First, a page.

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Curr Oncol. 2010 August; 17(4): 127–132.
PMCID: PMC2913823

Malignant melanoma metastatic to the larynx: treatment and functional outcome

B.G. Lanson, MD,* N. Sanfilippo, MD, B. Wang, MD, D. Grew, MSPH,§ and M.D. DeLacure, MD*

Abstract

The review considers management strategies for malignant melanoma metastatic to the larynx. This rare clinical entity lacks clear treatment recommendations because extirpative surgery can often result in severe functional debilitation in patients with limited life expectancy. Here, we report a case of melanoma metastatic to the larynx in a patient with a prior history of Hodgkin lymphoma. The patient was treated with partial laryngectomy and local radiation therapy. The rationale for treatment decisions and for surgical and radiotherapeutic techniques and the associated literature are discussed.

Keywords: Laryngeal melanoma, mucosal melanoma

1. INTRODUCTION

Malignant melanoma metastatic to the mucosa is extremely rare. Review of the literature shows that 0.6%–9.3% of patients with cutaneous melanoma will have metastases to the mucosa of the upper aerodigestive tract, and of those metastatic sites, 12% will be laryngeal1. Given the rarity of the problem, optimal management is unclear, and clinicians are faced with a therapeutic dilemma, given that treatment options can result in great differences in quality of life. This article discusses a patient with laryngeal metastatic malignant melanoma and the therapeutic strategies used in the case.

2. CASE DESCRIPTION

A 61-year-old man presented to NYU Medical Center with midline neck discomfort, but without difficulty breathing or swallowing, voice changes, hemoptysis, or weight loss. He had a history of a T3N0M0 cutaneous malignant melanoma involving the left supraclavicular skin that had been treated with wide local excision and immunotherapy 7 years earlier in Russia. The details of his prior therapy were not available.

The patient’s past medical history also revealed prostate adenoma, benign gastrointestinal polyps, thoracotomy, and Hodgkin lymphoma treated with splenectomy, chemotherapy, and radiation therapy (rt). Those therapies had been performed in Russia at a facility that had since been closed, per the patient’s history. Details on the therapies were therefore unavailable, but the patient recalled having chemotherapy for 3 months and rt for 4 weeks.

Biopsy determined that the laryngeal lesion was metastatic malignant melanoma, and the patient came to the United States for treatment. A fibre-optic endoscopic exam revealed a pigmented, exophytic mass lesion in the supraglottic posterior commisure region. No abnormalities of vocal cord motion were noted, and there was adequate secretion clearance and swallowing, and a clear airway. Imaging by positron-emission tomography/computed tomography (pet/ct) revealed intense 18F-deoxyglucose uptake to the larynx, consistent with malignancy. There was no evidence for local recurrence at the left shoulder or for any other site of metastatic disease.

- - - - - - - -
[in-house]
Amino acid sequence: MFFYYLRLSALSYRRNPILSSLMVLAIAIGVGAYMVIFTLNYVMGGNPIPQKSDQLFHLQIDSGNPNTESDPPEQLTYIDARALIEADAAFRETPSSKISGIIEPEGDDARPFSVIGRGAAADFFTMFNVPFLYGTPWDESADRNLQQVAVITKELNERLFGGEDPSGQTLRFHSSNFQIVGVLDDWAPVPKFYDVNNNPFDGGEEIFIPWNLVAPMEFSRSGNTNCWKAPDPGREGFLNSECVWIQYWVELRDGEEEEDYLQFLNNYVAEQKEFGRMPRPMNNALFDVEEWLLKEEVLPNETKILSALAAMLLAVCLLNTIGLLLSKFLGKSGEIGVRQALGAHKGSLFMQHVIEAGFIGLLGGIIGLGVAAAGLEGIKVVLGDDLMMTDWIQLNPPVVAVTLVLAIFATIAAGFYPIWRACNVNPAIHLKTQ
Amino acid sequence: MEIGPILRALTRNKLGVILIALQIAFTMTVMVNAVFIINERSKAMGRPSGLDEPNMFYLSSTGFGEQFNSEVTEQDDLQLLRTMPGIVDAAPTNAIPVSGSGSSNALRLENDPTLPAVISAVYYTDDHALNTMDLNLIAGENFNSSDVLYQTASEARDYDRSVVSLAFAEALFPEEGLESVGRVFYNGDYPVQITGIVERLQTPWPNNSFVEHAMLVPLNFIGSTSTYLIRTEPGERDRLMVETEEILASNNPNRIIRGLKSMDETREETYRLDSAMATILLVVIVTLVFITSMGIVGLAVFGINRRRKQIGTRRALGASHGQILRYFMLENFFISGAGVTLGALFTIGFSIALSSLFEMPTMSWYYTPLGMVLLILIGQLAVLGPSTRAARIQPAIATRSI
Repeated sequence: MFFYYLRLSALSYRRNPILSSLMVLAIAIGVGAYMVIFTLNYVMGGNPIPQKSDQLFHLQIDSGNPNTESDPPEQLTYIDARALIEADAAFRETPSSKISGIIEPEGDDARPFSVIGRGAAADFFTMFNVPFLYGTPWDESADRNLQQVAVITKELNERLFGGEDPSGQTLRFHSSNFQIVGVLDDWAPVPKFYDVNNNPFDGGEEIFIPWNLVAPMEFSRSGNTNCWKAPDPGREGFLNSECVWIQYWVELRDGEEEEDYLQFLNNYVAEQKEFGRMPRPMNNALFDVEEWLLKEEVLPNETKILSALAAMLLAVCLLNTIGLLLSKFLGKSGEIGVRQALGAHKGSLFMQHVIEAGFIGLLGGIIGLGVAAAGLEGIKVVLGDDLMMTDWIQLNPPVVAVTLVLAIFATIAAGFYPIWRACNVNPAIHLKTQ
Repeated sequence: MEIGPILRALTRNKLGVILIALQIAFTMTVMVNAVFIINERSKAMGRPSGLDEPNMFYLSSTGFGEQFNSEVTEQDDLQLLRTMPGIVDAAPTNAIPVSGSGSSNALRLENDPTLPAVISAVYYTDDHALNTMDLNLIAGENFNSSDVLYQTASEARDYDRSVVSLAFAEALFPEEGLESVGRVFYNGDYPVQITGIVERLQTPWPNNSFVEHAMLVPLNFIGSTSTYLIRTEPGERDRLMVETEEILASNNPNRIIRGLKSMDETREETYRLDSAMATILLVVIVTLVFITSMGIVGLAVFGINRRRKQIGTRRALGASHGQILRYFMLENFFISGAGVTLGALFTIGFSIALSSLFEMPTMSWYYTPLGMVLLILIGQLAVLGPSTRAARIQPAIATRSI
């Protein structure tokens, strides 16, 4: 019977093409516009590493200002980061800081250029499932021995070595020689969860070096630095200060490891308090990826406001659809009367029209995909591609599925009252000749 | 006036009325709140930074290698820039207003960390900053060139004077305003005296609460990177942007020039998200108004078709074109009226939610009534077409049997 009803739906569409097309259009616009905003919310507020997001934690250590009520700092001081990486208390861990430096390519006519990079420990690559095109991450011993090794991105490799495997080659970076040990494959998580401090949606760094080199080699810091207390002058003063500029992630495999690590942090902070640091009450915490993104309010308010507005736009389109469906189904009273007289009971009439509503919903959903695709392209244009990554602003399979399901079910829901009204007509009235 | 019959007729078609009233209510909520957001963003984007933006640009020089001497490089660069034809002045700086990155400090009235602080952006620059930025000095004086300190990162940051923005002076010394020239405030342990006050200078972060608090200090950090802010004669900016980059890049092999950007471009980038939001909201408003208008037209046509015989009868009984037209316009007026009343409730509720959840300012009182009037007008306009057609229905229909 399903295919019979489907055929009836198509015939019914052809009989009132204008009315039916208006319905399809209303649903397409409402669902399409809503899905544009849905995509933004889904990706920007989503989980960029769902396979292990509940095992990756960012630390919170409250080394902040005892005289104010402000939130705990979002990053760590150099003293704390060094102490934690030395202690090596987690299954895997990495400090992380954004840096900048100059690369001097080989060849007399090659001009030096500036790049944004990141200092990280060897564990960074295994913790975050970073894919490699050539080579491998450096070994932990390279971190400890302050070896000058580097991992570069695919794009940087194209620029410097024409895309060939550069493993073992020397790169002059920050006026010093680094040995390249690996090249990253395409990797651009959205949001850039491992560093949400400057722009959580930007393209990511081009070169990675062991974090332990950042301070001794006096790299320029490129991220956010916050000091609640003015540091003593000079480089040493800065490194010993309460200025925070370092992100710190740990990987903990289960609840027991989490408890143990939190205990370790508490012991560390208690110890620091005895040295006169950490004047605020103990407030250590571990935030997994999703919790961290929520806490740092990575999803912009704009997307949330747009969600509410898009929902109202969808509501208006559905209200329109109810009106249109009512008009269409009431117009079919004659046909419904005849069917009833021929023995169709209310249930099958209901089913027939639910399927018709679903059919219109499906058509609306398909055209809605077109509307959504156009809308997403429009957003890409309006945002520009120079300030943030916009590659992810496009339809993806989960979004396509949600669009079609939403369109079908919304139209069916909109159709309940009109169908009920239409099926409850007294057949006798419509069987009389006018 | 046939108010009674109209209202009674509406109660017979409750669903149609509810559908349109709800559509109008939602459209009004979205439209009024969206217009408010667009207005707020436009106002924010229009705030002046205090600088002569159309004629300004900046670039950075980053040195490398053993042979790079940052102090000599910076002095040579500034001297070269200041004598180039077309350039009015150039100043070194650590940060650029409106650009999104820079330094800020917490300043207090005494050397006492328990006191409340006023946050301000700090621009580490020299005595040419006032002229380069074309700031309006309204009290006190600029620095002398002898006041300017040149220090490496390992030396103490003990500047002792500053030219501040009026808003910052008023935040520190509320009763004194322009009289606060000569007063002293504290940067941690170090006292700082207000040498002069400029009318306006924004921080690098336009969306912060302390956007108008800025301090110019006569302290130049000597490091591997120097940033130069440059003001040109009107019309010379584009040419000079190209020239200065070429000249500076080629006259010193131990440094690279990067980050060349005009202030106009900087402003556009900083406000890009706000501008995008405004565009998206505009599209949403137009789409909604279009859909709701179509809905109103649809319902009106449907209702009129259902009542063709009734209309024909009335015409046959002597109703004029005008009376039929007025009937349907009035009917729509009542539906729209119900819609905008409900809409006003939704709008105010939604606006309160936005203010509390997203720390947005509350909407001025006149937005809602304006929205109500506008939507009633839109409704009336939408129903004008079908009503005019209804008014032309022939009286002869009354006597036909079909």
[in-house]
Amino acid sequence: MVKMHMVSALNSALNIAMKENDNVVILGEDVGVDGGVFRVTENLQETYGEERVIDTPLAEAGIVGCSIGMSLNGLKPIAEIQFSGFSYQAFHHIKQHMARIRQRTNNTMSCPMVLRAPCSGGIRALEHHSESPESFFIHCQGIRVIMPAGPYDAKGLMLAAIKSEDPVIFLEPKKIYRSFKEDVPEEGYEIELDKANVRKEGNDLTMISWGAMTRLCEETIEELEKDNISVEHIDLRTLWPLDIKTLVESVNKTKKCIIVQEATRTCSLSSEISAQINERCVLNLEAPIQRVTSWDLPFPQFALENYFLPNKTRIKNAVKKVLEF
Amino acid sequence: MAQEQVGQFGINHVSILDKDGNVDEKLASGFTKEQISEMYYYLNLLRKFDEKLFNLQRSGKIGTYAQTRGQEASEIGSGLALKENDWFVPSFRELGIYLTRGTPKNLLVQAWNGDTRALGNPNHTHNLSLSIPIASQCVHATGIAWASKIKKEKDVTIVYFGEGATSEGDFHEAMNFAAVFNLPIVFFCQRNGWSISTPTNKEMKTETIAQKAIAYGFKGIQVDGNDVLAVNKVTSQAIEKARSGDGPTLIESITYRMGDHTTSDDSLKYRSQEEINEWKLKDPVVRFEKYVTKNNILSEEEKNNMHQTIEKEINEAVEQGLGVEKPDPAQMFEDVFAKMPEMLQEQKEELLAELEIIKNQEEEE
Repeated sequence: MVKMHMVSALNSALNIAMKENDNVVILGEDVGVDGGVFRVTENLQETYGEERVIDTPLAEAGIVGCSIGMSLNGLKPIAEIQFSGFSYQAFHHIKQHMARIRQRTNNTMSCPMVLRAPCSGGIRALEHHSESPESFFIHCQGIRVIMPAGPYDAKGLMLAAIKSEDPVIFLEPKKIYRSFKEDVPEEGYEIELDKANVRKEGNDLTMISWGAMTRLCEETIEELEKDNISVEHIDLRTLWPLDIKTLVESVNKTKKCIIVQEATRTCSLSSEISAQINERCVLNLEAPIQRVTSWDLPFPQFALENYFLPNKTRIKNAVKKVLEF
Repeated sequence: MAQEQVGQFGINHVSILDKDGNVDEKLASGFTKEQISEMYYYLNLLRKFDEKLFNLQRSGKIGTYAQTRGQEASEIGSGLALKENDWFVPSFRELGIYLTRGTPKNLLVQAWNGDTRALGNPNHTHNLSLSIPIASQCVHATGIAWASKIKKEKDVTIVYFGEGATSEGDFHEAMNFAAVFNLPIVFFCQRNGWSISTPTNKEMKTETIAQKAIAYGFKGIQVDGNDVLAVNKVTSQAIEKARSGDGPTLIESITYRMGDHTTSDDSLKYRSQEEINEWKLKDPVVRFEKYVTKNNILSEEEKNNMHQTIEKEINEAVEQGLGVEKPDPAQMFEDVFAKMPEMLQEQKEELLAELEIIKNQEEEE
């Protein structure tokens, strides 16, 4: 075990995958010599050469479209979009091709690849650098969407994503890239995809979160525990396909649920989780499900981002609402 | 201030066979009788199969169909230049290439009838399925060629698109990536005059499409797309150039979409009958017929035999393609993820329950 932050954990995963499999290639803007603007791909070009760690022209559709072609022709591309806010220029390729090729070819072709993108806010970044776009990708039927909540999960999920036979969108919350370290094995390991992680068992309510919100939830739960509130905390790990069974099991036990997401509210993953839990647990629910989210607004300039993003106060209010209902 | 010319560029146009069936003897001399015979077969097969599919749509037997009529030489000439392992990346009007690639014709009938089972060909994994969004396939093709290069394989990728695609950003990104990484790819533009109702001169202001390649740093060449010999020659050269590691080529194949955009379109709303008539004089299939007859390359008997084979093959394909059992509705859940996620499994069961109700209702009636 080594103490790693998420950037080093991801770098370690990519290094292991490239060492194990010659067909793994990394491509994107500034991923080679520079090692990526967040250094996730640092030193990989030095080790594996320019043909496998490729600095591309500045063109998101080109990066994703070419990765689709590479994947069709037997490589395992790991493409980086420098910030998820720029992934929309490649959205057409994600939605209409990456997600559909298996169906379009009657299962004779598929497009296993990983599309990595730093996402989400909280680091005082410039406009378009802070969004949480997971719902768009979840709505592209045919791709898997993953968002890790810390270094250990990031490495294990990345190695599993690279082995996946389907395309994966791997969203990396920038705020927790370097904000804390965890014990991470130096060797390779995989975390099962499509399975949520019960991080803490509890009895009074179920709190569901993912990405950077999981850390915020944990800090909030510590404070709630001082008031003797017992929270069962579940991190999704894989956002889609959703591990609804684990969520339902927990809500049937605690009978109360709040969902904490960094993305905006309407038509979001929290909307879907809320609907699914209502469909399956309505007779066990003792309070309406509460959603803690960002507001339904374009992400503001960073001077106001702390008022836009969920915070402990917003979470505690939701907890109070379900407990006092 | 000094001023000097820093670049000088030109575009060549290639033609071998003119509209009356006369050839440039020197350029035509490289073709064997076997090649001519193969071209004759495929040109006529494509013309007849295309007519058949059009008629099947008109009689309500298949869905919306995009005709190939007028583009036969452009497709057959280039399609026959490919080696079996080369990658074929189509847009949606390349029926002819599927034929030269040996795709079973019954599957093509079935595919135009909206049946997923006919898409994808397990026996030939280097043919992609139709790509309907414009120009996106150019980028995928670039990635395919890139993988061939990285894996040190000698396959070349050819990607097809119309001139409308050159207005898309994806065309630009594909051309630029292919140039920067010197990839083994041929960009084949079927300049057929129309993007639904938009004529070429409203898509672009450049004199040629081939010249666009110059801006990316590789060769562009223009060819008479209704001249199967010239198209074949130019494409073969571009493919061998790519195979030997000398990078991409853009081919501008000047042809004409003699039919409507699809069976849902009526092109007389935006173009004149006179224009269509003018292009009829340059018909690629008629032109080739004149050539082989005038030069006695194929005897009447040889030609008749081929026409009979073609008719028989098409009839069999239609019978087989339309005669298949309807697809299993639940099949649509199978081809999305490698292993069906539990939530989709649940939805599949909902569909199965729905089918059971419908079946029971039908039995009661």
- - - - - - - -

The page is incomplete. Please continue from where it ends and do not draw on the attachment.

After direct laryngoscopy and esophagoscopy, partial laryngopharyngectomy (Figure 1) and radial forearm microvascular free flap were performed. Although a formal neck dissection was not performed, lymph nodes at level iii were removed as part of the primary resection. The tumour was removed and the pyriform sinus wall and aryepiglottic fold were reconstructed with the intention of functional restoration.

Figure 1
Intraoperative exposure of the malignant melanoma metastatic to larynx.

Pathology assessment (Figure 2) revealed pleomorphic epithelioid cells with areas of pigmentation. Immunostains were diffusely positive for S-100 protein, HMB-45, melan-A, and PNL2. Those findings are consistent with melanoma. All margins were clear of disease, and level iii lymph nodes were found to be negative for metastatic melanoma.

Figure 2
(A) Gross laryngeal excision specimen showing a polypoid mass. (B) Whole-mount picture of the laryngeal polyp. (C) A magnified view shows dense cellularity of the submucosal space of the polyp. (D) Higher magnification reveals pleomorphic cells with scattered ...

The patient’s postoperative course was complicated by bronchopneumonia; however, he was decannulated 32 days after surgery. He was able to tolerate a regular diet and to speak without difficulty. Postoperative endoscopic exam revealed bilateral true vocal cord mobility and an adequate airway (Figure 3).

Figure 3
Preoperative (“Pre-op”), postoperative day 22 (“pod 22”), and postoperative day 50 (“pod 50”) stroboscope images. Note the metastatic malignant melanoma tumour. Patient exhibited full true vocal cord (tvc ...

The patient underwent postoperative adjuvant rt 31 days after the surgery. The clinical target volume was the laryngeal remnant, with a margin of surrounding soft tissues. This volume was adequately encompassed with 10×10-cm right and left lateral opposed portals with custom blocking. Although level ii and iii lymph nodes were included in the treatment volume by virtue of the technique, lymph node basins were not electively treated given the metastatic nature of the lesion and the patient’s prior history of neck irradiation. Generous flash occurred anteriorly, and the spinal cord was blocked throughout treatment. To provide a sufficient superficial dose, 6 MV photons were selected, and to optimize homogeneity, 15-degree wedges were used. The patient received a dose of 50 Gy in 25 fractions over 5 weeks. The treatment was well tolerated, with minor dysphagia and hoarseness as the only side effects.

The patient subsequently developed metastases in lung and bone 6 months after surgery. He was placed on palliative care medications and returned to Russia at that time, with a prognosis of several weeks of life.

3. DISCUSSION